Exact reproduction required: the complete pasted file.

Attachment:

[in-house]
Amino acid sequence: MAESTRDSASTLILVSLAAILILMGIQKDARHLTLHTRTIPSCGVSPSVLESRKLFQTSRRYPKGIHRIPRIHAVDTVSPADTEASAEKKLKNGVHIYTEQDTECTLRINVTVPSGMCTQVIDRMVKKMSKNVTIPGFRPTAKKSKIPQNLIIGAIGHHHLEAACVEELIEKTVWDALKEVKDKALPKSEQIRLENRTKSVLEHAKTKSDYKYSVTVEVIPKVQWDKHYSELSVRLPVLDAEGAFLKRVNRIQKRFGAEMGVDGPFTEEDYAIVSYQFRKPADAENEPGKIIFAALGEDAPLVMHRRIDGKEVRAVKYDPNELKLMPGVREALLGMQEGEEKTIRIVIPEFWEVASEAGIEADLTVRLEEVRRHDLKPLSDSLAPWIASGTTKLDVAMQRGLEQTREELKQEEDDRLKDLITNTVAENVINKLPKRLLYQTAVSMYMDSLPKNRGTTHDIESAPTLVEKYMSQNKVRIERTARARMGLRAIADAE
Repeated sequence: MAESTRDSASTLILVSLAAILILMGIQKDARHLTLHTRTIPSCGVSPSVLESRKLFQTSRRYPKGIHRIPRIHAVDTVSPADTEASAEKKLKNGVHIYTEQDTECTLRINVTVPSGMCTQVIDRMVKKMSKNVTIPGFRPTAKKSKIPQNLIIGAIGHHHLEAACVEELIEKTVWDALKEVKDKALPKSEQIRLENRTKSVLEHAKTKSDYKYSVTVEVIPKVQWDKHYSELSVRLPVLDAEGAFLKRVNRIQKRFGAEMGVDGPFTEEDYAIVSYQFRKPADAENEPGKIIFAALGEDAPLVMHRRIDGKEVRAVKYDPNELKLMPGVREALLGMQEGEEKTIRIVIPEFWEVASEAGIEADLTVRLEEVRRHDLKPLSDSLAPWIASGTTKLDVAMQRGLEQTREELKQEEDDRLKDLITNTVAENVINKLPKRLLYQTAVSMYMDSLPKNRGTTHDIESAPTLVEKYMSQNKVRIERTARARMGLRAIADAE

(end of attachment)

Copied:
[in-house]
Amino acid sequence: MAESTRDSASTLILVSLAAILILMGIQKDARHLTLHTRTIPSCGVSPSVLESRKLFQTSRRYPKGIHRIPRIHAVDTVSPADTEASAEKKLKNGVHIYTEQDTECTLRINVTVPSGMCTQVIDRMVKKMSKNVTIPGFRPTAKKSKIPQNLIIGAIGHHHLEAACVEELIEKTVWDALKEVKDKALPKSEQIRLENRTKSVLEHAKTKSDYKYSVTVEVIPKVQWDKHYSELSVRLPVLDAEGAFLKRVNRIQKRFGAEMGVDGPFTEEDYAIVSYQFRKPADAENEPGKIIFAALGEDAPLVMHRRIDGKEVRAVKYDPNELKLMPGVREALLGMQEGEEKTIRIVIPEFWEVASEAGIEADLTVRLEEVRRHDLKPLSDSLAPWIASGTTKLDVAMQRGLEQTREELKQEEDDRLKDLITNTVAENVINKLPKRLLYQTAVSMYMDSLPKNRGTTHDIESAPTLVEKYMSQNKVRIERTARARMGLRAIADAE
Repeated sequence: MAESTRDSASTLILVSLAAILILMGIQKDARHLTLHTRTIPSCGVSPSVLESRKLFQTSRRYPKGIHRIPRIHAVDTVSPADTEASAEKKLKNGVHIYTEQDTECTLRINVTVPSGMCTQVIDRMVKKMSKNVTIPGFRPTAKKSKIPQNLIIGAIGHHHLEAACVEELIEKTVWDALKEVKDKALPKSEQIRLENRTKSVLEHAKTKSDYKYSVTVEVIPKVQWDKHYSELSVRLPVLDAEGAFLKRVNRIQKRFGAEMGVDGPFTEEDYAIVSYQFRKPADAENEPGKIIFAALGEDAPLVMHRRIDGKEVRAVKYDPNELKLMPGVREALLGMQEGEEKTIRIVIPEFWEVASEAGIEADLTVRLEEVRRHDLKPLSDSLAPWIASGTTKLDVAMQRGLEQTREELKQEEDDRLKDLITNTVAENVINKLPKRLLYQTAVSMYMDSLPKNRGTTHDIESAPTLVEKYMSQNKVRIERTARARMGLRAIADAE